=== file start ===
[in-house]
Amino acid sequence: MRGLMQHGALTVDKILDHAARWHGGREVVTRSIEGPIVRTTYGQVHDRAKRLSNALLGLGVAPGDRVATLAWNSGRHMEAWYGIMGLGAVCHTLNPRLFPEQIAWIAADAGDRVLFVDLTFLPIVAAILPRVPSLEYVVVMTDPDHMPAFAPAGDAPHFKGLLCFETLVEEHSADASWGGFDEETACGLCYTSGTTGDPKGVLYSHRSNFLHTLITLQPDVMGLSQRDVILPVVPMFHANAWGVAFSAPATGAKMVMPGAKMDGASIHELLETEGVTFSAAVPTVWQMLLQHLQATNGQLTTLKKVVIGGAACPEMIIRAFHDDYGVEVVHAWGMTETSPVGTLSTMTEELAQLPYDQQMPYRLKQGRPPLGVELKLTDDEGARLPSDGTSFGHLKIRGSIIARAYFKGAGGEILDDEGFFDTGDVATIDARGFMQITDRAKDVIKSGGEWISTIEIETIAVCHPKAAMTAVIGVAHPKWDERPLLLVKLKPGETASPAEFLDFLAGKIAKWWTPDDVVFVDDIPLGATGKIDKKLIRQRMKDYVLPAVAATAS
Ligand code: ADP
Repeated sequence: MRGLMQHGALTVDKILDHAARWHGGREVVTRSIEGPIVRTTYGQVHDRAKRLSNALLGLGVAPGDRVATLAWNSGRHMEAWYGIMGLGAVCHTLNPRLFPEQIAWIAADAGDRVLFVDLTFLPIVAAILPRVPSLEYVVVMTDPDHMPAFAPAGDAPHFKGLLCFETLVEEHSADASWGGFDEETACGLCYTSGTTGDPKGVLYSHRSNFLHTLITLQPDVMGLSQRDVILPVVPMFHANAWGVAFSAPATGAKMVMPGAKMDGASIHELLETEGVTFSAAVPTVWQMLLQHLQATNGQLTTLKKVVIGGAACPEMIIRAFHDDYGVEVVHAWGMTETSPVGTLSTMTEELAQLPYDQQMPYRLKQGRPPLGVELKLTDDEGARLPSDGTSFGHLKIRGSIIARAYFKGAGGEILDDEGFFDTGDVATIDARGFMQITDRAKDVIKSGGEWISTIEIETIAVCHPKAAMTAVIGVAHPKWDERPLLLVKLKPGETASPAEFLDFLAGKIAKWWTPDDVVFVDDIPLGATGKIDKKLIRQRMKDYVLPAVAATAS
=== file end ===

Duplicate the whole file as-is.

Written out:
[in-house]
Amino acid sequence: MRGLMQHGALTVDKILDHAARWHGGREVVTRSIEGPIVRTTYGQVHDRAKRLSNALLGLGVAPGDRVATLAWNSGRHMEAWYGIMGLGAVCHTLNPRLFPEQIAWIAADAGDRVLFVDLTFLPIVAAILPRVPSLEYVVVMTDPDHMPAFAPAGDAPHFKGLLCFETLVEEHSADASWGGFDEETACGLCYTSGTTGDPKGVLYSHRSNFLHTLITLQPDVMGLSQRDVILPVVPMFHANAWGVAFSAPATGAKMVMPGAKMDGASIHELLETEGVTFSAAVPTVWQMLLQHLQATNGQLTTLKKVVIGGAACPEMIIRAFHDDYGVEVVHAWGMTETSPVGTLSTMTEELAQLPYDQQMPYRLKQGRPPLGVELKLTDDEGARLPSDGTSFGHLKIRGSIIARAYFKGAGGEILDDEGFFDTGDVATIDARGFMQITDRAKDVIKSGGEWISTIEIETIAVCHPKAAMTAVIGVAHPKWDERPLLLVKLKPGETASPAEFLDFLAGKIAKWWTPDDVVFVDDIPLGATGKIDKKLIRQRMKDYVLPAVAATAS
Ligand code: ADP
Repeated sequence: MRGLMQHGALTVDKILDHAARWHGGREVVTRSIEGPIVRTTYGQVHDRAKRLSNALLGLGVAPGDRVATLAWNSGRHMEAWYGIMGLGAVCHTLNPRLFPEQIAWIAADAGDRVLFVDLTFLPIVAAILPRVPSLEYVVVMTDPDHMPAFAPAGDAPHFKGLLCFETLVEEHSADASWGGFDEETACGLCYTSGTTGDPKGVLYSHRSNFLHTLITLQPDVMGLSQRDVILPVVPMFHANAWGVAFSAPATGAKMVMPGAKMDGASIHELLETEGVTFSAAVPTVWQMLLQHLQATNGQLTTLKKVVIGGAACPEMIIRAFHDDYGVEVVHAWGMTETSPVGTLSTMTEELAQLPYDQQMPYRLKQGRPPLGVELKLTDDEGARLPSDGTSFGHLKIRGSIIARAYFKGAGGEILDDEGFFDTGDVATIDARGFMQITDRAKDVIKSGGEWISTIEIETIAVCHPKAAMTAVIGVAHPKWDERPLLLVKLKPGETASPAEFLDFLAGKIAKWWTPDDVVFVDDIPLGATGKIDKKLIRQRMKDYVLPAVAATAS